Category: High Court

Archive for the ‘High Court’ Category


Shambhubhai Mahadev Ahir vs. ITAT (Gujarat High Court)

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DATE: August 20, 2018 (Date of pronouncement)
DATE: November 16, 2018 (Date of publication)
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S. 254(2): (i) Mere pendency of appeal in the High Court does not preclude the Tribunal's power of rectification, (ii) Fact that there is difference of opinion between the two members of the Tribunal would, by itself, nor mean that the error sought to be rectified is not apparent on the record & (iii) The Tribunal has no jurisdiction to recall an order based on submissions made and upon consideration of materials on record. The power of rectification are circumscribed with the condition that the same can be exercised for correcting error be of law or facts apparent on record. The jurisdiction to correct errors vested in the Tribunal is not akin to review powers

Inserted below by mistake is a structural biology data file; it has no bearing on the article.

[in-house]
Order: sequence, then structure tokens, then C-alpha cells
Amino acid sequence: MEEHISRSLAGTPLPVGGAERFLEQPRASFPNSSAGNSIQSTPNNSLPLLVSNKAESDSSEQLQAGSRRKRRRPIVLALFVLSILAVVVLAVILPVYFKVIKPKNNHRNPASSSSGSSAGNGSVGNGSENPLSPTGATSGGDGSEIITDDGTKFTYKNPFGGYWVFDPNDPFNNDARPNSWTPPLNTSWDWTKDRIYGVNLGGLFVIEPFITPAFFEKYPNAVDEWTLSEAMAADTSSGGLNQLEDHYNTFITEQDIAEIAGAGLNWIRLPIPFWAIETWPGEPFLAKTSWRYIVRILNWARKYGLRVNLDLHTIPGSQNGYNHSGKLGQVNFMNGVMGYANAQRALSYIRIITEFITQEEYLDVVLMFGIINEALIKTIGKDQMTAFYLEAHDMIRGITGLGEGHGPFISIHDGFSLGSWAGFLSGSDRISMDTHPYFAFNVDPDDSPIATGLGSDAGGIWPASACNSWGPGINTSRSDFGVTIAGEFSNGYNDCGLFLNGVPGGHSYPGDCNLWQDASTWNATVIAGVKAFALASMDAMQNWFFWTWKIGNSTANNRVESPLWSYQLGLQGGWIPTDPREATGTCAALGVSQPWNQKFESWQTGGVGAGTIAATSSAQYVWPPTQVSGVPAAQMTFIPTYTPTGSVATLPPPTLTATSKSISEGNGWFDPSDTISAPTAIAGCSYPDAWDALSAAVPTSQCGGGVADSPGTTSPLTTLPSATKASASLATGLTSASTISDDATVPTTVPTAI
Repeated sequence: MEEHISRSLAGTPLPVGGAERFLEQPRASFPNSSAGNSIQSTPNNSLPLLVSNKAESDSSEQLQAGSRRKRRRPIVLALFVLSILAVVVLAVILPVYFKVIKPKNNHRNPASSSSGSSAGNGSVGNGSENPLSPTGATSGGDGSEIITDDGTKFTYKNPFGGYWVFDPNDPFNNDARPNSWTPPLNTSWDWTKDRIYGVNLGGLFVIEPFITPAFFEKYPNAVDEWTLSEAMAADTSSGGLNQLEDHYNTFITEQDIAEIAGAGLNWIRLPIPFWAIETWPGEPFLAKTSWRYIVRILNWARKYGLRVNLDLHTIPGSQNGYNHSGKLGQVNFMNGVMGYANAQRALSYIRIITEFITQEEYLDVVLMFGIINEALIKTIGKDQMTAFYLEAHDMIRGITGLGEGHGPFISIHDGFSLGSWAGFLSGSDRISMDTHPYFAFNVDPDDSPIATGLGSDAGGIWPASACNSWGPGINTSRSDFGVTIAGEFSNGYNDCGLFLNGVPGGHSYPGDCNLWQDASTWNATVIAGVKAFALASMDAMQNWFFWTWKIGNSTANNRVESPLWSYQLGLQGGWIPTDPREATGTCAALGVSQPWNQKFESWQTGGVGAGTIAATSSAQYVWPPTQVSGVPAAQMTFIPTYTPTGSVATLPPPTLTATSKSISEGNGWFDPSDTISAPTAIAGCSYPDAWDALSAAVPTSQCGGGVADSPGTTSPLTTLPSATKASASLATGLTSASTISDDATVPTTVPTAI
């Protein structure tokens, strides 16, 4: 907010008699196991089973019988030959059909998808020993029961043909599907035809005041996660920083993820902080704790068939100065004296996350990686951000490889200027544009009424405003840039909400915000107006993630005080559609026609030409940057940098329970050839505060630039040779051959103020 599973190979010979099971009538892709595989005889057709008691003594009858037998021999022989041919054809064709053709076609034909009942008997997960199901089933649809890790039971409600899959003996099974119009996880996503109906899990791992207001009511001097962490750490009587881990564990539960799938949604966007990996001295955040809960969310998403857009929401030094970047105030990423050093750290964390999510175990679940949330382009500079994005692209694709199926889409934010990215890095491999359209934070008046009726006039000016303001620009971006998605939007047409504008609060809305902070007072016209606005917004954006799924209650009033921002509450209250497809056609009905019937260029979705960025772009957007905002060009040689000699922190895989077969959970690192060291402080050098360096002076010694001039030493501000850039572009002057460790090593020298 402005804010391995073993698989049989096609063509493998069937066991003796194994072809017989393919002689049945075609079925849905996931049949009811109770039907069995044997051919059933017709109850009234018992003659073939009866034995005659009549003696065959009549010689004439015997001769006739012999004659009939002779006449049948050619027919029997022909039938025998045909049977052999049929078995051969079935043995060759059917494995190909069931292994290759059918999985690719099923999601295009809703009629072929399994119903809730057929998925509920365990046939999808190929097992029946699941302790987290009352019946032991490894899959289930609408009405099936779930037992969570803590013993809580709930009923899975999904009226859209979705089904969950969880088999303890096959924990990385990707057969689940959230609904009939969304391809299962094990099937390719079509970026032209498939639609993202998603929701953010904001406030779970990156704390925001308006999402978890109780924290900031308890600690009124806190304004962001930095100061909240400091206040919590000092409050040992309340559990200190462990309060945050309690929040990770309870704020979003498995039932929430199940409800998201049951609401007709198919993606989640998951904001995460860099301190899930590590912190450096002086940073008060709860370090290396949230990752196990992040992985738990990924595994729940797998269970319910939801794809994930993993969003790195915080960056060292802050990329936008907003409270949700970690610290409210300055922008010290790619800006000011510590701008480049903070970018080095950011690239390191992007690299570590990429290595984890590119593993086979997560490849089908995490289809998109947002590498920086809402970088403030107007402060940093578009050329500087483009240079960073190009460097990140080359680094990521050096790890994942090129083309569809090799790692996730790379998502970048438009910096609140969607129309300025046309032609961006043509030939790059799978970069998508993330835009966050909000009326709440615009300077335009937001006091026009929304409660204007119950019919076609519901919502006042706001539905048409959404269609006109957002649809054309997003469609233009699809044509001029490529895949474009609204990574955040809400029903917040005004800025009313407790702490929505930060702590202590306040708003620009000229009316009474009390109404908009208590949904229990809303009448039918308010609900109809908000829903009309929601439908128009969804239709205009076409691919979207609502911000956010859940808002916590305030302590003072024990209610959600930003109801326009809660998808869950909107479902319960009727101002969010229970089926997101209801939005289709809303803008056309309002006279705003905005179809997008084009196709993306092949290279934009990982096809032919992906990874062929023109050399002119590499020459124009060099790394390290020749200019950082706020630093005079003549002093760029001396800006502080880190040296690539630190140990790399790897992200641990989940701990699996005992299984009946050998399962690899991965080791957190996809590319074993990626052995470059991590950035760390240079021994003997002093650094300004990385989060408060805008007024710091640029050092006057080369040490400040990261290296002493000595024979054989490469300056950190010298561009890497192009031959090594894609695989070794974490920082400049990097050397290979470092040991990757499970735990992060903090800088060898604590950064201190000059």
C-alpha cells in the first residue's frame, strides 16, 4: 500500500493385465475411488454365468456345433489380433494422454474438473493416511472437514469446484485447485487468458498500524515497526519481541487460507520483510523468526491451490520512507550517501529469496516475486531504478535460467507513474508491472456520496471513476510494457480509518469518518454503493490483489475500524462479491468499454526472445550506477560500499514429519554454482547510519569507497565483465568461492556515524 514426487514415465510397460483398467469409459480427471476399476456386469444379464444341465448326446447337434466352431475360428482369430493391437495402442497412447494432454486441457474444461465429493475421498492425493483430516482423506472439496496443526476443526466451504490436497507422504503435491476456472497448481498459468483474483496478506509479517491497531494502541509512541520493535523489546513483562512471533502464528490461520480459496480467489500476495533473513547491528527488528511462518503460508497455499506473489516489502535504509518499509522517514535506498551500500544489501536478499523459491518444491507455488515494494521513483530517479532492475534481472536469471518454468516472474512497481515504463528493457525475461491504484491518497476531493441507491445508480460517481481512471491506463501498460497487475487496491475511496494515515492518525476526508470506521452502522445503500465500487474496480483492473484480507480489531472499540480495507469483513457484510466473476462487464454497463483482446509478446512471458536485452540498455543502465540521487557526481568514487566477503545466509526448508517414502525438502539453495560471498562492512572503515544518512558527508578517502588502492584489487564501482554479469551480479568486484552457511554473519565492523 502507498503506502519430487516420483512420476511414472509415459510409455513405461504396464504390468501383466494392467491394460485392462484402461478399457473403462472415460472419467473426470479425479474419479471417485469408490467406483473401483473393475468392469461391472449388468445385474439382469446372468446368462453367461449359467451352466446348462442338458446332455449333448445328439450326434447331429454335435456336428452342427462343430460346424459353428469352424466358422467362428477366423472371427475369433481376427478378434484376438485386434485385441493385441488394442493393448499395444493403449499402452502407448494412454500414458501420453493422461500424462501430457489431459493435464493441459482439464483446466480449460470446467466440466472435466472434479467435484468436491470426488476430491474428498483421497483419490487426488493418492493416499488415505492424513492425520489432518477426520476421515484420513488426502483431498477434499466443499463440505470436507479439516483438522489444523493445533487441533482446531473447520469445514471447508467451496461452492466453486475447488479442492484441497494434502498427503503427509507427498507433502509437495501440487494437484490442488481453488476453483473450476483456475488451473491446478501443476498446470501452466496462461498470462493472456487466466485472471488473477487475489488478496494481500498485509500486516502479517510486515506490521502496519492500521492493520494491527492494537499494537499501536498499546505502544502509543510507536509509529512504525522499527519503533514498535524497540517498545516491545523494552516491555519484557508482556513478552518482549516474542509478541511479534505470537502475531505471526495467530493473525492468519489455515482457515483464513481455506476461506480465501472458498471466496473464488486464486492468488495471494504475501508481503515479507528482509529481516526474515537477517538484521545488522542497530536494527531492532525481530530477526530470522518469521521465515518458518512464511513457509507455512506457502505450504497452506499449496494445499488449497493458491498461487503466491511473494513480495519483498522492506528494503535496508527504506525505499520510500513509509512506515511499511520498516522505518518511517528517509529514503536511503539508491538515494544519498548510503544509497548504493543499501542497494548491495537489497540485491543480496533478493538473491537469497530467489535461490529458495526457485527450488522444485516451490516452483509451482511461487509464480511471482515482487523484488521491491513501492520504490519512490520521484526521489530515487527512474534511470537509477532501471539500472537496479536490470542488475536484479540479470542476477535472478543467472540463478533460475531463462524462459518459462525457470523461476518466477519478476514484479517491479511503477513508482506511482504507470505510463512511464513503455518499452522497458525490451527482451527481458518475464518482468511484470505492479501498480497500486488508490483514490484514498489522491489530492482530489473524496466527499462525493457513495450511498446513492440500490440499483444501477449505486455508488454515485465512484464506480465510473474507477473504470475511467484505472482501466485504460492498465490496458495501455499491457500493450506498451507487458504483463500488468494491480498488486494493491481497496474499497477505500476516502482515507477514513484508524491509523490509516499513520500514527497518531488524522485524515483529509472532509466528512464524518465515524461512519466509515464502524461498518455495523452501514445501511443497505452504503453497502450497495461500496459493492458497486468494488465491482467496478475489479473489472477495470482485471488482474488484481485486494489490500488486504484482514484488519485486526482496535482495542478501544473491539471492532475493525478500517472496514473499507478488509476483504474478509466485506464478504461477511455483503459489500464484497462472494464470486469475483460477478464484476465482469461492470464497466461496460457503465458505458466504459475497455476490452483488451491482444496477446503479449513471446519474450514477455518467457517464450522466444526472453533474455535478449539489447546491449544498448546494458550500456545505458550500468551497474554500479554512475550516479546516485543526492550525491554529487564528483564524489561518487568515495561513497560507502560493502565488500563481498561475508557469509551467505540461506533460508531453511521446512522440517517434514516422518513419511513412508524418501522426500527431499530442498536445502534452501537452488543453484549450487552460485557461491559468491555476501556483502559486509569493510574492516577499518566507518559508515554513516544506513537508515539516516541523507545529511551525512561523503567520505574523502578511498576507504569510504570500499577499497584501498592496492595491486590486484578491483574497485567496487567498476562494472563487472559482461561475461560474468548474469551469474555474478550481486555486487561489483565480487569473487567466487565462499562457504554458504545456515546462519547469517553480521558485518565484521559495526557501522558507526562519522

Whatever be the correctness of these findings it cannot be stated that the Tribunal arrived at such findings without proper consideration of materials on record. Several issues were presented before the Tribunal and were examined before coming to such specific finding. The Tribunal could not have recalled the entire order under purported exercise of rectification powers. It is well settled through series of judgements of this Court and the Supreme Court that power of rectification are circumscribed with the condition that the same can be exercised for correcting error be of law or facts apparent on record. The jurisdiction to correct errors vested in the Tribunal is not akin to review powers. As noted, the Accountant Member, while showing inclination to exercise rectification powers, had not cited any reason in support of his opinion

PCIT vs. Shodiman Investments Pvt. Ltd (Bombay High Court)

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DATE: April 16, 2018 (Date of pronouncement)